Classifying outdoor walking with Ordnance Survey data

This new open-access article on leisure walking in Britain stems from a collaboration with the Ordnance Survey [see pdf].

Title: “The context of outdoor walking: A classification of user-generated routes”

Authors: Andrea Ballatore, Stefano Cavazzi, Jeremy Morley

Publication: The Geographical Journal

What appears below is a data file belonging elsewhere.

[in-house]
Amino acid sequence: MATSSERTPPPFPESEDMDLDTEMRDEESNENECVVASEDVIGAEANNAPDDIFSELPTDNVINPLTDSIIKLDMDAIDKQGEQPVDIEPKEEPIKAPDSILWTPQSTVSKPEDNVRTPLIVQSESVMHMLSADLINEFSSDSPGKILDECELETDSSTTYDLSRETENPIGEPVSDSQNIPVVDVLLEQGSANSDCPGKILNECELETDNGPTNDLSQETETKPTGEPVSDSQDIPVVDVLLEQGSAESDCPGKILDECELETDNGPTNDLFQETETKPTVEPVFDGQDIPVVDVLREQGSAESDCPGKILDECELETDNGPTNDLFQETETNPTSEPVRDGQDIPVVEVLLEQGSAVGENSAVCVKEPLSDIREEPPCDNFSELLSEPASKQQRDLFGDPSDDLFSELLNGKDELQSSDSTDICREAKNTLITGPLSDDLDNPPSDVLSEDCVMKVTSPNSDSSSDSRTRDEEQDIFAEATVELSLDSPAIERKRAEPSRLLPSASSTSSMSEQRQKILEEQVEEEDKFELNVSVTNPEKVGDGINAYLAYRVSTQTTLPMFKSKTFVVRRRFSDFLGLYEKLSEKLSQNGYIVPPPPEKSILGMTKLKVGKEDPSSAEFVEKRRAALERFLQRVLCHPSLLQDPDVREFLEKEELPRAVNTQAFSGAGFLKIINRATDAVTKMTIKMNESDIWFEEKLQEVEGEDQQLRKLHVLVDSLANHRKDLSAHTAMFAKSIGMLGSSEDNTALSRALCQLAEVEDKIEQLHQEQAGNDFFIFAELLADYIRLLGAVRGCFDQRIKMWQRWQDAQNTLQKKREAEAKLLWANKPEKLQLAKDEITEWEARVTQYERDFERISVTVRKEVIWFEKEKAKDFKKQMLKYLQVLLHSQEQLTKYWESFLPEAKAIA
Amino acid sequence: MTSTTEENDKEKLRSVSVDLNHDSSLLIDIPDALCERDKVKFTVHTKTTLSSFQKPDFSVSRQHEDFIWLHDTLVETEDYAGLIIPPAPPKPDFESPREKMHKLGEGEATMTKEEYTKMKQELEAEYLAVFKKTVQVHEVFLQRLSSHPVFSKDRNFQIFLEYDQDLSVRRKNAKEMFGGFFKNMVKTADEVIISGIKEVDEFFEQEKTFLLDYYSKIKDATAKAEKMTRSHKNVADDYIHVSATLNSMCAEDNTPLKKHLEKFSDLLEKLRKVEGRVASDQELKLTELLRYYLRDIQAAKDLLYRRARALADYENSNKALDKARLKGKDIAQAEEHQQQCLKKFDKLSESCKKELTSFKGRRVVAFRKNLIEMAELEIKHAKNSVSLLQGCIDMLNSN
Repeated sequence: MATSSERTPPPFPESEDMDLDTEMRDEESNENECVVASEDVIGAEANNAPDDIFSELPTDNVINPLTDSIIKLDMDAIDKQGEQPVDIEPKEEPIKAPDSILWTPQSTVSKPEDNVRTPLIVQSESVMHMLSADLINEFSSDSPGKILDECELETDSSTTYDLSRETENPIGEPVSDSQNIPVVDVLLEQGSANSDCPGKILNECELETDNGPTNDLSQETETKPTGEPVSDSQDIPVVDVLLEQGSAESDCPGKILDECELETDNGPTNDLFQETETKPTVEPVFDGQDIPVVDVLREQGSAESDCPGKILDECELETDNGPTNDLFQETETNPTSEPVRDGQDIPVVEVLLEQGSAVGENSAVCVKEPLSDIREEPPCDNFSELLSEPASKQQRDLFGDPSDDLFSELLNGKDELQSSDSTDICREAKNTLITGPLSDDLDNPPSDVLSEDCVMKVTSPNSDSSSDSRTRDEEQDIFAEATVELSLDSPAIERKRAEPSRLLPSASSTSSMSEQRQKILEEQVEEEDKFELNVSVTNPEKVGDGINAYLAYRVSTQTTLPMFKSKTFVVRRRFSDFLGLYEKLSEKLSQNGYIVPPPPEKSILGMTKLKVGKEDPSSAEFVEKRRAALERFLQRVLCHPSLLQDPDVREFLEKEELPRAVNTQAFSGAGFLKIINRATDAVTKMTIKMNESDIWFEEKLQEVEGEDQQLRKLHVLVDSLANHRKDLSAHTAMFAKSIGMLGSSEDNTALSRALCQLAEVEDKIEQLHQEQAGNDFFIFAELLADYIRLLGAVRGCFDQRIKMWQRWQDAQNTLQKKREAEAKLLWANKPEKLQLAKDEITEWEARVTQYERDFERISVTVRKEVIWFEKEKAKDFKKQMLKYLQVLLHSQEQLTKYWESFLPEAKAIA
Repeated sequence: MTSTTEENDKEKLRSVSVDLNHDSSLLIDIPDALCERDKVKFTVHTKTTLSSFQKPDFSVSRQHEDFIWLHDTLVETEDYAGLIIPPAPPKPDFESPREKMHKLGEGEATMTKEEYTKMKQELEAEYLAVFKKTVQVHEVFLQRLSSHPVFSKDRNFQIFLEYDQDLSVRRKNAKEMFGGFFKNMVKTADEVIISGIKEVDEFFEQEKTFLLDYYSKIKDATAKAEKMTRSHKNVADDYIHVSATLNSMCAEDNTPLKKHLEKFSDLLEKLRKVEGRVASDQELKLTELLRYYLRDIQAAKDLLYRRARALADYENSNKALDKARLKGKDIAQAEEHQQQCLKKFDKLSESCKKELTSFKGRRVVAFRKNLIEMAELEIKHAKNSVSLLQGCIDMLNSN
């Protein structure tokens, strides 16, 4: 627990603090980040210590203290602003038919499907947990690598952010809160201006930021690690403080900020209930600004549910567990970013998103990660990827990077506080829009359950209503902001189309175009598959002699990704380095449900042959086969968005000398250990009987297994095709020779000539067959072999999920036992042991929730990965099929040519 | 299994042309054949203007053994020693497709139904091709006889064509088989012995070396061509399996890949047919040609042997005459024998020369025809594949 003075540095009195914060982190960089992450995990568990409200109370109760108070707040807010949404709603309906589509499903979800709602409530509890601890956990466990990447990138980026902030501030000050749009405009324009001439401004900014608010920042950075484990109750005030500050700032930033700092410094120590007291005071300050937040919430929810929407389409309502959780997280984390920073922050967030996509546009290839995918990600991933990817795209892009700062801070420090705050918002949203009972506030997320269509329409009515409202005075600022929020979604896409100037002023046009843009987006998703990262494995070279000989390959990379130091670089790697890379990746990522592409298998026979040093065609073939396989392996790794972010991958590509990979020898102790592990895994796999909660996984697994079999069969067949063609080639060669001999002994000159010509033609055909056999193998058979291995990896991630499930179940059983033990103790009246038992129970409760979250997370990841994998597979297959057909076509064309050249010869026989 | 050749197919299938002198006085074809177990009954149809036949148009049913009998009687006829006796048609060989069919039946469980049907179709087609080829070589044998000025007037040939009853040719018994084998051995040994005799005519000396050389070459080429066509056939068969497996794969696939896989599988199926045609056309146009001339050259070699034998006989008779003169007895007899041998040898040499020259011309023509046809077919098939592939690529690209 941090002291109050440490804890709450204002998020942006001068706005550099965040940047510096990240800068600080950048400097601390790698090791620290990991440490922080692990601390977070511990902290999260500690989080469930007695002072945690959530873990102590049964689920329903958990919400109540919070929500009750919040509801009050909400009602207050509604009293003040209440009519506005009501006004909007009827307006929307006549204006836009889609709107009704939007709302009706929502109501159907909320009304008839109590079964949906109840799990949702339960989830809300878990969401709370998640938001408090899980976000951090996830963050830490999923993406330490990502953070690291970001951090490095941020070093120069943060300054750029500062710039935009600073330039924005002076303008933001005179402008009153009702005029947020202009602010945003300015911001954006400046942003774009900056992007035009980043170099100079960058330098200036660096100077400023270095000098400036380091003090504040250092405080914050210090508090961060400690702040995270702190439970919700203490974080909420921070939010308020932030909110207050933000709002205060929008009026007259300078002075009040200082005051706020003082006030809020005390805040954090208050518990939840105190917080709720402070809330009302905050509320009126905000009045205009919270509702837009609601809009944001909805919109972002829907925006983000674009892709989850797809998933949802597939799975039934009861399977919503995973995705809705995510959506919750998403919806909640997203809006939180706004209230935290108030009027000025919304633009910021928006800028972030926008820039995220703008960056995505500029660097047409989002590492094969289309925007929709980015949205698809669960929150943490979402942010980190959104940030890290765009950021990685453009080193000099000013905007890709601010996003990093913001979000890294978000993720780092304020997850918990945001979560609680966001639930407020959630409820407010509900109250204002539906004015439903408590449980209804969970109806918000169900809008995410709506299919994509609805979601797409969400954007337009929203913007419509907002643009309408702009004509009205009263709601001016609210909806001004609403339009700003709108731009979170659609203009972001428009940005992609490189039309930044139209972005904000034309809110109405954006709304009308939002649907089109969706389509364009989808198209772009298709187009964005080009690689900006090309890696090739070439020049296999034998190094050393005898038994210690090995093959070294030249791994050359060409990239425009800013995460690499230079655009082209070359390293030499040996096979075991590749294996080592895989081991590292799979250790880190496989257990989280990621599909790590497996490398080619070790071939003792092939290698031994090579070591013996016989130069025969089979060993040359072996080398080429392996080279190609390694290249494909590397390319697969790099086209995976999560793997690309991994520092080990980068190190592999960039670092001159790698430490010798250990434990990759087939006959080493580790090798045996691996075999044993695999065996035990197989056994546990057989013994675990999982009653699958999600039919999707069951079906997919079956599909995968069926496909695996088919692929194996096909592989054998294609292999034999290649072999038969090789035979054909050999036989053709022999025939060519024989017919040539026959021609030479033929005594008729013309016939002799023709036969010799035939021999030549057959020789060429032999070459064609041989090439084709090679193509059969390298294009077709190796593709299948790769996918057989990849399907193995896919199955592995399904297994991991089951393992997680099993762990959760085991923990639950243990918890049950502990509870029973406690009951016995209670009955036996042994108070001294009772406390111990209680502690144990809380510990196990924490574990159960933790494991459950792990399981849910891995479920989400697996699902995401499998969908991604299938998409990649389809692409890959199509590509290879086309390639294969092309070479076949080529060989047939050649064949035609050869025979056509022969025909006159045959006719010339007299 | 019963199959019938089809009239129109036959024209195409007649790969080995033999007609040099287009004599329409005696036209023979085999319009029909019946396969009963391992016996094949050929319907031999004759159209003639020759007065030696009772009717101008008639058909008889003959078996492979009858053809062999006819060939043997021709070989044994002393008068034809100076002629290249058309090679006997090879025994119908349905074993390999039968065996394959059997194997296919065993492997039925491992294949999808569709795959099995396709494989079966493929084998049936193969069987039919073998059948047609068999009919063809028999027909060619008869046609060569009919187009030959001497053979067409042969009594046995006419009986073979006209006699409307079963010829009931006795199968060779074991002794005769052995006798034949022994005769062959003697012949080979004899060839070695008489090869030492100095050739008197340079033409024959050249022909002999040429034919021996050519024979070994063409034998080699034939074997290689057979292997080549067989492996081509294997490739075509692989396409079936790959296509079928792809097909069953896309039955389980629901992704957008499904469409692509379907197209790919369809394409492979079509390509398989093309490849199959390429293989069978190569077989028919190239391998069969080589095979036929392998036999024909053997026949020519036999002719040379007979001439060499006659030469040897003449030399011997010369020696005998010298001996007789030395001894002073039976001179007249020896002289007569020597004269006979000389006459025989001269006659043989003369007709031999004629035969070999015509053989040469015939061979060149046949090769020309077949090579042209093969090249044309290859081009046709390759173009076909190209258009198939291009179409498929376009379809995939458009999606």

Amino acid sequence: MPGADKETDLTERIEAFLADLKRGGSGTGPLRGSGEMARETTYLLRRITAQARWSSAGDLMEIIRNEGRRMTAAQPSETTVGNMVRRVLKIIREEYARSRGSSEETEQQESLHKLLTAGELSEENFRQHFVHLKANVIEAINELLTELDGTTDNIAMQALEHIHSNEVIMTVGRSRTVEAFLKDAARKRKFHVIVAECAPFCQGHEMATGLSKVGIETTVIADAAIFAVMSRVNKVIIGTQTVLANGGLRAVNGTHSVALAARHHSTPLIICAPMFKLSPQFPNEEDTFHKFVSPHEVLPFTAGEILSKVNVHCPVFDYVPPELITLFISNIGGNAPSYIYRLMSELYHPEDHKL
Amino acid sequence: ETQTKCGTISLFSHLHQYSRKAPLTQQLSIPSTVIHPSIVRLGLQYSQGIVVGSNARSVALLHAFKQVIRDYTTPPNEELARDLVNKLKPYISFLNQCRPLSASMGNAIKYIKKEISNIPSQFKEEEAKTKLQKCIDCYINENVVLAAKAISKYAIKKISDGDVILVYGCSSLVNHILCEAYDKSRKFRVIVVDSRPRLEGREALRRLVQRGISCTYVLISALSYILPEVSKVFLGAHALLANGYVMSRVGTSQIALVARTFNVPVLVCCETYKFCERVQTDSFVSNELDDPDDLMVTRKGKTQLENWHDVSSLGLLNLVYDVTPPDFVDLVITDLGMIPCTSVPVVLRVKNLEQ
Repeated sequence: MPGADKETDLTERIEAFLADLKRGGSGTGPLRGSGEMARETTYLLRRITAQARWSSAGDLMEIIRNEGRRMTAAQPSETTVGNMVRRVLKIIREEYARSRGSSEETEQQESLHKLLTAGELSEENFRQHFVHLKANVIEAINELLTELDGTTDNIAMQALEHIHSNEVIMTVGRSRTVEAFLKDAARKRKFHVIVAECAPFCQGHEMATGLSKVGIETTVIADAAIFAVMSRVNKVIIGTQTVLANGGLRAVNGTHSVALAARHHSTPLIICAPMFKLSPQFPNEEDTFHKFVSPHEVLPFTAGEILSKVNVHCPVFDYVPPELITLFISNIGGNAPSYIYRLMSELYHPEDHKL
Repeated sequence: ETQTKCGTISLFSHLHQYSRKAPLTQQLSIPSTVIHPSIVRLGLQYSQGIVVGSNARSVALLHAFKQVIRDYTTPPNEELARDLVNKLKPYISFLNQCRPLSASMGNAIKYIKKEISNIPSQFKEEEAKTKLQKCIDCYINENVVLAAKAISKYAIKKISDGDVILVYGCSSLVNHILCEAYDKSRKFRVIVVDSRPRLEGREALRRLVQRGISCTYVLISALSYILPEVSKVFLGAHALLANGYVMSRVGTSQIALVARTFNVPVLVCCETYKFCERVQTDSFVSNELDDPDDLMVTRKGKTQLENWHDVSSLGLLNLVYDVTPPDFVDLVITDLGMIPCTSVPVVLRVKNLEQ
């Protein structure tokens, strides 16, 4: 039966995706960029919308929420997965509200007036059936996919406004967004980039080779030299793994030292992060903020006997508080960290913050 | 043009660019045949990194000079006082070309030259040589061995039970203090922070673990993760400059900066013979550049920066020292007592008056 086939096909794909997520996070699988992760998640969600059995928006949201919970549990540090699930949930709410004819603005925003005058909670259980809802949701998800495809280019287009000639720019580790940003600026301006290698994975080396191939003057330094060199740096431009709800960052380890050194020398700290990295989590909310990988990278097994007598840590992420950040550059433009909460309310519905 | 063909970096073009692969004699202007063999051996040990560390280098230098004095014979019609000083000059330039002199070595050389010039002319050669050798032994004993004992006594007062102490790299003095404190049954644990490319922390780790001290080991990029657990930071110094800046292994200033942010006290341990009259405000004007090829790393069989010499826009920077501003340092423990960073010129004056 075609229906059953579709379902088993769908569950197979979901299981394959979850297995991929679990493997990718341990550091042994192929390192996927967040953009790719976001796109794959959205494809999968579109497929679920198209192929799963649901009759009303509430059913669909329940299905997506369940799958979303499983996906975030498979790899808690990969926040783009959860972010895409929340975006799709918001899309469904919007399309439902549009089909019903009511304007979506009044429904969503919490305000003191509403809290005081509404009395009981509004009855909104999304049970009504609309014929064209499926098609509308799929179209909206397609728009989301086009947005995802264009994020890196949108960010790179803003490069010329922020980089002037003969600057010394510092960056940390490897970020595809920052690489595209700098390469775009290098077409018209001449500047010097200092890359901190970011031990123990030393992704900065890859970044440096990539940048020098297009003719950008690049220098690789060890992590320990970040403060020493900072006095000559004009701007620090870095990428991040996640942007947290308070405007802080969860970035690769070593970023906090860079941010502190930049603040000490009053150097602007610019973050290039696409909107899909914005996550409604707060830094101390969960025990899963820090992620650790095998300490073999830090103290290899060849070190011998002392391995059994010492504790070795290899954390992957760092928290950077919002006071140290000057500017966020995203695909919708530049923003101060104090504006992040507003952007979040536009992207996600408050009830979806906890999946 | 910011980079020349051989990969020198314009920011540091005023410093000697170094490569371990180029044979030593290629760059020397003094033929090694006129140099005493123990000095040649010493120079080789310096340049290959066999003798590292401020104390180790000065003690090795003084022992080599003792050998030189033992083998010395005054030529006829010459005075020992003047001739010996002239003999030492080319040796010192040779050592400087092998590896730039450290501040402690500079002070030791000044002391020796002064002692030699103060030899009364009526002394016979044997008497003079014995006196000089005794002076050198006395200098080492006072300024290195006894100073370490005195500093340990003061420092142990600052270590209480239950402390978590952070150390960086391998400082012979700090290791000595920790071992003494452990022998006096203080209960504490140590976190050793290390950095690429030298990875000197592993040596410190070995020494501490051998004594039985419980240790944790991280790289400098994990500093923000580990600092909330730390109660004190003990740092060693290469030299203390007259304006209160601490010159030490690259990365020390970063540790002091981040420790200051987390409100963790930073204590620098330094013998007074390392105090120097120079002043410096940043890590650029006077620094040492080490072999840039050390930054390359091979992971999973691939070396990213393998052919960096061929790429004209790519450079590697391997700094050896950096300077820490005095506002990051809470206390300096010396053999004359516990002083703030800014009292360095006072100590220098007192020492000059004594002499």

Abstract. Leisure walking has known benefits to public health, from both physical and psychological viewpoints. Complementing traditional print information sources, dedicated online platforms and apps provide tools to search, discover, plan and share routes. While walking routes are highly heterogeneous in terms of their properties and geographical context, current platforms adopt simple representations of basic attributes. In this article, we report on a research project at the Ordnance Survey on the representation and recommendation of walking routes, which comprises the following contributions. Firstly, we outline a theoretical framework of leisure walking, intersecting its individual, social and environmental dimensions. Secondly, analysing about 4 million user-generated walking routes produced in Great Britain, we characterise routes combining primary attributes and contextual information, including land cover and points of interest. Thirdly, by applying unsupervised learning to this data model, we produce the Walking Route Classification. This classification is methodologically similar to geo-demographic classifications and identifies groups and supergroups of similar routes in a large multidimensional attribute space. This body of work is evaluated through a survey and a focus group with experts, showing encouraging results.

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